The tax implications of electric vehicles

In the previous post we looked at the potential loss of tax revenue which will happen once 50% of the petrol vehicle fleet is electric. The government projections are for this to happen by 2040. (/Tui)

To replace this lost revenue there are three general methods: the salami principle, the cross-subsidy method, and the direct taxation method. Each of these mitigation measures can be appropriately applied at various stages of electric vehicle market penetration.

When the market penetration of electric vehicles is only 1%, then, indubitably, the easiest way to recover the lost revenue is to simply increase the existing petrol tax. A 0.8 cent increase in tax will doubtless be absorbed almost without comment from the struggling, battered motorist.

“‘Tis but a scratch.”

One can be sure that this increase will not be sold on the basis that, “We need to do this so that you petrol guzzlers can subsidise your neighbour’s electric car.” There will be some other weasel reason.

Once the market penetration reaches 10%, the salami principle becomes less viable. Petrol tax now has to increase by 8c a litre (plus GST) putting further financial strain on the lower-paid motorists who cannot afford the luxury of an electric vehicle (or even a modern, fuel-efficient petrol vehicle). At this level of penetration, other effects will also become significant such as a noticeable increase in congestion in priority and bus lanes.

Assuming that, in accordance with government stated policy, the increase in the proportion of electric vehicles starts to accelerate toward 50%, the salami principle becomes a politically unacceptable thick slice, effectively doubling the tax per litre to $1.40 ($1.60 in Auckland).

“It’s only a flesh wound.”

The next option open is the cross-subsidy method whereby other taxes such as GST, income tax, business rates and (hopefully not) capital gains tax are increased to reduce the impact of the decreased petrol tax take. Because petrol tax is a relatively small component of total tax revenues, this can be considered as a politically acceptable variant of the salami principle.

However, as the market penetration of electric vehicles approaches and exceeds 50%, it is not hard to conclude that taxation in general will increase to levels the population finds unacceptable and political fallout occurs.

And so, inevitably, the point will be reached where electric vehicles will no longer enjoy privileged treatment; the owners will have to pay full licence fees, be excluded from priority lanes and pay a specifically targeted direct tax to make up for the loss of petrol taxation revenue. Such a tax (totalling $2.2bn in 2017 dollars) could take several forms but the most appropriate methods would be taxation per electrical unit (kWh) or per km.

Taxation per kWh can be achieved by cross-subsidy or by direct taxation. Electricity demand in NZ is 41TWh of which domestic consumption accounts for 13TWh or roughly one third.

A cross-subsidy approach would spread the $2.2bn across 41TWh plus the additional energy consumption of petrol substitution which is 3.2bn litres times 2.5kWh. (see last post for these calculations) This is equivalent to 8TWh. Added to the current 41TWh the total is now 49TWh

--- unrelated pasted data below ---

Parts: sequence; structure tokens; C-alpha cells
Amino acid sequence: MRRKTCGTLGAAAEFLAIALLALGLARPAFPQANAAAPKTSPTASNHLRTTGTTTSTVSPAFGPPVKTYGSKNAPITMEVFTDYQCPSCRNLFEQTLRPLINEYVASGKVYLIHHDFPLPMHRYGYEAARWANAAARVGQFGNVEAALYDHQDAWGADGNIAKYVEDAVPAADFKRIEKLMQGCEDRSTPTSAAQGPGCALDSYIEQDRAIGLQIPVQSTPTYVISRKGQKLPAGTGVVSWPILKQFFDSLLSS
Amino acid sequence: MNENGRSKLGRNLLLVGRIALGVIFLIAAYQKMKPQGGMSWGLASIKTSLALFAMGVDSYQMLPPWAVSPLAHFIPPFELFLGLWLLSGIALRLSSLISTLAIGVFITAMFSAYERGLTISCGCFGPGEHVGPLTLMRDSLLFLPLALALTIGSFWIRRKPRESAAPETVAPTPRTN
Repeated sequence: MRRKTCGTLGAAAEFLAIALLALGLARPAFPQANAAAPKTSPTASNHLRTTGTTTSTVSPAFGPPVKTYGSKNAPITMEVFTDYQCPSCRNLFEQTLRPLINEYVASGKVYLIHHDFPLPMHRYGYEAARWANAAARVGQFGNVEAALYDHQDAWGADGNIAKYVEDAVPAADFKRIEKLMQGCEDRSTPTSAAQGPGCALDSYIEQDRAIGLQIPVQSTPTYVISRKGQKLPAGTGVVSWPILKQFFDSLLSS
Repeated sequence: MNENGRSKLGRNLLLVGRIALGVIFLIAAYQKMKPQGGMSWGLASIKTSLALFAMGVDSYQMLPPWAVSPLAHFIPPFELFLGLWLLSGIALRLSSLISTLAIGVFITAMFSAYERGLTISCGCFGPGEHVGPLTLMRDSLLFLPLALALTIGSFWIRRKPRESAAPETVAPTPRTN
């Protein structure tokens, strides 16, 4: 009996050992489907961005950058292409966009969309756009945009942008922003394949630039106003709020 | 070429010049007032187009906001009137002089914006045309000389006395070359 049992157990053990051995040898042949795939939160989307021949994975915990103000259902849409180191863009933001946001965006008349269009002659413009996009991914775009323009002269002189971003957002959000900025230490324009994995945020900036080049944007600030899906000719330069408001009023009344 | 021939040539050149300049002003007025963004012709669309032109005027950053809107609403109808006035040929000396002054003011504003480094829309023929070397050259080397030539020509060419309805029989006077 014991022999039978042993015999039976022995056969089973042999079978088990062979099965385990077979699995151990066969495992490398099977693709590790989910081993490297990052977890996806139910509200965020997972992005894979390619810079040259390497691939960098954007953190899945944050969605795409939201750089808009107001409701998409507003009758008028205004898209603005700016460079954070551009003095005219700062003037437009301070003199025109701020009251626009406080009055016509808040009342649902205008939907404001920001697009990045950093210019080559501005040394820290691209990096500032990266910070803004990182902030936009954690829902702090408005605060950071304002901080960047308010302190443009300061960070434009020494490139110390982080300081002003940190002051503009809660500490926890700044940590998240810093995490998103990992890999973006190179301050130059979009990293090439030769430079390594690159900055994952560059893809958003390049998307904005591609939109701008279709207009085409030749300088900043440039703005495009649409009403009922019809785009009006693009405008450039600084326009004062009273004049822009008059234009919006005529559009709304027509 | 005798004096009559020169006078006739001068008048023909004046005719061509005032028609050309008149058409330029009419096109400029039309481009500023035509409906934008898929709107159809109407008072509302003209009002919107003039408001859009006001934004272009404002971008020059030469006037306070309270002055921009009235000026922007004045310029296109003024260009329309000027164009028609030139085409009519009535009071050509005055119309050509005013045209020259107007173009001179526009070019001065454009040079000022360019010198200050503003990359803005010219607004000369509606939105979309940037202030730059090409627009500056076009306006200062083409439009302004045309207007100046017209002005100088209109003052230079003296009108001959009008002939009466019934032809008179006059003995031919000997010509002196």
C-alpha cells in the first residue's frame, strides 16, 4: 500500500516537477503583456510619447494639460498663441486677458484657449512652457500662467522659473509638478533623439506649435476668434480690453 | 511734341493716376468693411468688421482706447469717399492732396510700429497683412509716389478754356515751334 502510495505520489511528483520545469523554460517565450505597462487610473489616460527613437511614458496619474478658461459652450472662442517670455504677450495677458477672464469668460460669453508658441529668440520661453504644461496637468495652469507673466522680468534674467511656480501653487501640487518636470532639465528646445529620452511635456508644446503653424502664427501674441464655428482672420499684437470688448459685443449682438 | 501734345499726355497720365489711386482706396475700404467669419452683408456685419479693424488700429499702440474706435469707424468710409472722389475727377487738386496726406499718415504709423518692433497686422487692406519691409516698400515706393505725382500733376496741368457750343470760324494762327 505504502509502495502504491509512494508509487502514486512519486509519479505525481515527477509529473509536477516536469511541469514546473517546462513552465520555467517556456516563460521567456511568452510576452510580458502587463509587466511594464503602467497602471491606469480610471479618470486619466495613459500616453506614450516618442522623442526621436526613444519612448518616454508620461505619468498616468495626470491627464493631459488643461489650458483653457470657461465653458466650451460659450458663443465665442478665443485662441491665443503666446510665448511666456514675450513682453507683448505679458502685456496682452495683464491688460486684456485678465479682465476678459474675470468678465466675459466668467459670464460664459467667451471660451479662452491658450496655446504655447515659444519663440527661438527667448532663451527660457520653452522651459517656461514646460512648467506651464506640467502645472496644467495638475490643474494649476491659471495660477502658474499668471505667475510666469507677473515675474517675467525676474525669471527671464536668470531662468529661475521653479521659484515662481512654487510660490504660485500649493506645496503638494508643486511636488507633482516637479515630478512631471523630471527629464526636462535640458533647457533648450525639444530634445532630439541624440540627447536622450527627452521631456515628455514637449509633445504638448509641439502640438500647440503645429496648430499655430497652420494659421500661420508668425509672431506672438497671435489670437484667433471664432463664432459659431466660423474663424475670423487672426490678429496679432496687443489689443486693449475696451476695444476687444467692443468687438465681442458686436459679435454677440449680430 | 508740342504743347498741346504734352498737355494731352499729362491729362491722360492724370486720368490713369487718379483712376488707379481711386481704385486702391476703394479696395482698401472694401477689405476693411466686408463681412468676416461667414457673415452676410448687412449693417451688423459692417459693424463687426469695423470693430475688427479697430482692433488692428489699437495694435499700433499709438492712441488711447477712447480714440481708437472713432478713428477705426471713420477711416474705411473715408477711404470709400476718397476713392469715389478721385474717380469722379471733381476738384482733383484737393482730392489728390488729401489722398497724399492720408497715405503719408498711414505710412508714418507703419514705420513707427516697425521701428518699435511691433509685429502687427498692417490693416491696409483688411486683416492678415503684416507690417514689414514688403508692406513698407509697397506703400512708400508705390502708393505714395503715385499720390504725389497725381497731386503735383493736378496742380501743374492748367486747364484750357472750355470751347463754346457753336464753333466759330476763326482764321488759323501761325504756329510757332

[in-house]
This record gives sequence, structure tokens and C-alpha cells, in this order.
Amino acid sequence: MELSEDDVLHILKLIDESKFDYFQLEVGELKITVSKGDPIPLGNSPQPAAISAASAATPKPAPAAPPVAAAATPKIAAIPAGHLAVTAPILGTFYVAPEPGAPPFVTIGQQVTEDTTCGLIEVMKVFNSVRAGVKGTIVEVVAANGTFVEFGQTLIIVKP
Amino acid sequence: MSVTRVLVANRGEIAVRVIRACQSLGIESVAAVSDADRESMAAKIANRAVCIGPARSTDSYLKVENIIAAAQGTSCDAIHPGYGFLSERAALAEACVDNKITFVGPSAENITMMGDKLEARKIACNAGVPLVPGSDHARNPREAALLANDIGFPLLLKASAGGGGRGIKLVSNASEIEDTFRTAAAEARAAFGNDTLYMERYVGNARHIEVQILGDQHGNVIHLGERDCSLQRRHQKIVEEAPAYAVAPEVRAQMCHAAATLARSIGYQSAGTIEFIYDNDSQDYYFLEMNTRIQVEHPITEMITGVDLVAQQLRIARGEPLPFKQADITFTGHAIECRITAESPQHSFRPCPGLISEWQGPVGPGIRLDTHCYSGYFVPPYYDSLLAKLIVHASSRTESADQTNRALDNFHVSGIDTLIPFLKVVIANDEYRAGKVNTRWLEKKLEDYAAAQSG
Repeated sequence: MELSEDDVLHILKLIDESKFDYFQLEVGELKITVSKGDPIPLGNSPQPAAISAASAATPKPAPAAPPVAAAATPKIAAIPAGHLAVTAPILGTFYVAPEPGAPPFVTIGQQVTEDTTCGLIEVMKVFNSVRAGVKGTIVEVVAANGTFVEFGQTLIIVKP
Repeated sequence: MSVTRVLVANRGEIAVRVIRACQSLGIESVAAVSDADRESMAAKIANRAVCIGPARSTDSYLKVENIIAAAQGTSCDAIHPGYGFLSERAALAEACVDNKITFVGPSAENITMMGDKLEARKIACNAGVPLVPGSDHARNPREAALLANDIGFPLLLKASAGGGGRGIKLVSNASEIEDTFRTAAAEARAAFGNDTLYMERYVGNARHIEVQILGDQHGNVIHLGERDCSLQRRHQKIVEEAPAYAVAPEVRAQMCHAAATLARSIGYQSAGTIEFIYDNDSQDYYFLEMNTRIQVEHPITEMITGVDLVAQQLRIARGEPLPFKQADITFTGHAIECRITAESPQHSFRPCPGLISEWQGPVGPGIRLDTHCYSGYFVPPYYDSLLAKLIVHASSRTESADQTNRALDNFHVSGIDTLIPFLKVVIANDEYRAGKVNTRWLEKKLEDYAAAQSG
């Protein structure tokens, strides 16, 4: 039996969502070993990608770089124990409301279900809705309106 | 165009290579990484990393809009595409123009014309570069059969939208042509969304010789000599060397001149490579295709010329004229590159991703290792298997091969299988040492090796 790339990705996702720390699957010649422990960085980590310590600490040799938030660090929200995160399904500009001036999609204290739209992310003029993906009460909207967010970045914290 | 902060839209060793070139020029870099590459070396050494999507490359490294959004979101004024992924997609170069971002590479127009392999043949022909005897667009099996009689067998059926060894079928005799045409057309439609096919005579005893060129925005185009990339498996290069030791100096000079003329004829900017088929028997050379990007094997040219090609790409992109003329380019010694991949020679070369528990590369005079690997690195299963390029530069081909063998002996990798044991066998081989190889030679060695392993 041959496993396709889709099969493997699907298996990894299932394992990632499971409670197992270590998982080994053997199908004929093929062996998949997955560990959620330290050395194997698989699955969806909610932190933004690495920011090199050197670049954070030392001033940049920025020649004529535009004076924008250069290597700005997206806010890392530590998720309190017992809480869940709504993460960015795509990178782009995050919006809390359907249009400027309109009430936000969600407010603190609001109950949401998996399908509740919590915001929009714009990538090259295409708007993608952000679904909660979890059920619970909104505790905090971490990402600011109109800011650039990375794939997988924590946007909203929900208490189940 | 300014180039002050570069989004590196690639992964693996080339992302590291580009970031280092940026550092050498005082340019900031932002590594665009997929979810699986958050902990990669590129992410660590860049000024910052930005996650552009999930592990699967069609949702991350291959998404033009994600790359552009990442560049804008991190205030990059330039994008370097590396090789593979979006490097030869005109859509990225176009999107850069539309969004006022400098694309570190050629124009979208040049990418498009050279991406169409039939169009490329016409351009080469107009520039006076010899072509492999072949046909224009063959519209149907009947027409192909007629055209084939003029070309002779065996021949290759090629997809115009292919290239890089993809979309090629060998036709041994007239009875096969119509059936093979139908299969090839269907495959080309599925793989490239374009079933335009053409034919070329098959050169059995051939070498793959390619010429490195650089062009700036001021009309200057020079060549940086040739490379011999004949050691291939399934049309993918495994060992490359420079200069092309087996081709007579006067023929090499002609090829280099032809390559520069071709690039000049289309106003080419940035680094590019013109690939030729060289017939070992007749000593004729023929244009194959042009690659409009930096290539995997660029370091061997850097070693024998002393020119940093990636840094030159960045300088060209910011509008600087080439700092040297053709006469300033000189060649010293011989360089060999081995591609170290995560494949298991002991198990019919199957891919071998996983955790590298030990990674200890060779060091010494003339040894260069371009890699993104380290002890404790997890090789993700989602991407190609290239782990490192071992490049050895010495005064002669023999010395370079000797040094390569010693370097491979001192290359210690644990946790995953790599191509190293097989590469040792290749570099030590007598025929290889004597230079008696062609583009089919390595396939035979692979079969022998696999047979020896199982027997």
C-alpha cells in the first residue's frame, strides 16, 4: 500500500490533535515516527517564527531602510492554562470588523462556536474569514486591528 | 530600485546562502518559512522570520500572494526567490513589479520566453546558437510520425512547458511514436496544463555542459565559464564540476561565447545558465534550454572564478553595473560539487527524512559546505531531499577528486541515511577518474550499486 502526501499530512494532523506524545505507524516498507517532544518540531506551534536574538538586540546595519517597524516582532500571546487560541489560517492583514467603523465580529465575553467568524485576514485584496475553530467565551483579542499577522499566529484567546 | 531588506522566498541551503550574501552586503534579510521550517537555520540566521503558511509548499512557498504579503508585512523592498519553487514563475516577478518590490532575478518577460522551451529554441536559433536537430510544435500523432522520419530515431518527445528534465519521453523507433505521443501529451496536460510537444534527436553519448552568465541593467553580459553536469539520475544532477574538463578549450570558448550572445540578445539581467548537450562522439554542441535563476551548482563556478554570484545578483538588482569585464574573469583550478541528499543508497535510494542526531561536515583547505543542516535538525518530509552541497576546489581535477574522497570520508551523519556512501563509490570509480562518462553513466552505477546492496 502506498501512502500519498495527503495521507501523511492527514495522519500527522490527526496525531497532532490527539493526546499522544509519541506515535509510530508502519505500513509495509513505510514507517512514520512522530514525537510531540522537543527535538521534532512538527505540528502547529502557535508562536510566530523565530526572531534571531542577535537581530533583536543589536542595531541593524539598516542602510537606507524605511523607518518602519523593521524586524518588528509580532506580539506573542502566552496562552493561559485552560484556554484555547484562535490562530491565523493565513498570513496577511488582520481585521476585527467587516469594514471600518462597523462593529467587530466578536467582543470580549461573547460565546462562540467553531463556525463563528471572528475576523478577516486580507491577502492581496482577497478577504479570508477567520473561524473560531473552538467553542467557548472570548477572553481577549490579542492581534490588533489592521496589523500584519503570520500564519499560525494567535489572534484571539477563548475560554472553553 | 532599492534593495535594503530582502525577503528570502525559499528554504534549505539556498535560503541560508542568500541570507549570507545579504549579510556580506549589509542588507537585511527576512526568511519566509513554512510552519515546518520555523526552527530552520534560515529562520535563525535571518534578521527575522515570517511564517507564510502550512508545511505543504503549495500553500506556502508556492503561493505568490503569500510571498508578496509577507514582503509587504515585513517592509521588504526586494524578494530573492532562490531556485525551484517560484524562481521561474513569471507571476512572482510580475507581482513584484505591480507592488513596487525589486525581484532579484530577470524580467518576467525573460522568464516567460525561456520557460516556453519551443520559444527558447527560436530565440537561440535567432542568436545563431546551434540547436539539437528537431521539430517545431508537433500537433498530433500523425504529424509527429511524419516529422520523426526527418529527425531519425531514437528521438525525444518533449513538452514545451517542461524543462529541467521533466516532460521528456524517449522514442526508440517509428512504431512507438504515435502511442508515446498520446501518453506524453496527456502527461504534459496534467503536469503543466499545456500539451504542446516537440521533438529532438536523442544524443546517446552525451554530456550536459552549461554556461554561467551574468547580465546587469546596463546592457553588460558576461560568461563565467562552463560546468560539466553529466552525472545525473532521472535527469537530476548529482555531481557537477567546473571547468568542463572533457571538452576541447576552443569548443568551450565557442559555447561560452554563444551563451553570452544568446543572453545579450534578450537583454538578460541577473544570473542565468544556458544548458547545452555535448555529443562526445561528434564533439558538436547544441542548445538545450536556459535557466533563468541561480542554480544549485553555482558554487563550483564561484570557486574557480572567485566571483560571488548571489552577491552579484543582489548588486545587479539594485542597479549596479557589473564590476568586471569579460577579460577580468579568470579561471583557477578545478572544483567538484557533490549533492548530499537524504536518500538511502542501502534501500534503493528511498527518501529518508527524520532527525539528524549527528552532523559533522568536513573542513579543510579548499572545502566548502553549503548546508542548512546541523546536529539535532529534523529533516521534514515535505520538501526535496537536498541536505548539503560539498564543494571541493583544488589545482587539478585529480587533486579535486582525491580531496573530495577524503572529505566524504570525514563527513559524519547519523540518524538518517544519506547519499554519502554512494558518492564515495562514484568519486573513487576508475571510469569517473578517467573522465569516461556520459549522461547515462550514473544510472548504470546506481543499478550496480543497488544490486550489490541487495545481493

So, the cross-subsidy would spread $2.2bn across 49TWh which is equivalent to 4.5c per unit. (Amortising the investment required to provide the additional 8TWh is not considered here – that will all be covered in the “4.5 wind farms per year” etc.) This outcome is not great – about a 20% increase in the unit cost, but the problem is how to calculate and apply the tax and to which sector: generation, transmission or distribution? A Gordian knot level of complexity seems certain.

Now, instead of paying for your neighbour’s electric car tax rort at the pump, you will pay for it when you turn your lights on or cook your dinner. What fun!

It would be simpler, and fairer, to tax per kWh of charge. That is, 28c+GST (32c+GST in Auckland) per kWh. Metering can be achieved easily with currently available technology. A mandatory sealed energy meter on the vehicle would record the kWh charged, the data could be uploaded wirelessly and the vehicle owner billed monthly. Commercial vehicle electronic monitoring is already commonplace in New Zealand.

The alternative is a per km charge – this already applies to diesel vehicles and is well-established practice. There would be some complexity in fairly equating the kilometres travelled to the charge consumed but this could be adjusted according to vehicle weight with relative ease.

The conclusion is that direct replacement of petrol taxation provides the simplest and most equitable solution to charging electric vehicles.

Of course the Greens and the Tesla owners of Remuera will howl with pain and anger at the loss of their special privileges, but the rest of us will quietly enjoy the Desolation of Smug.

(Once again ToBoldLeeGoh did the heavy lifting. I had the easy ride.)

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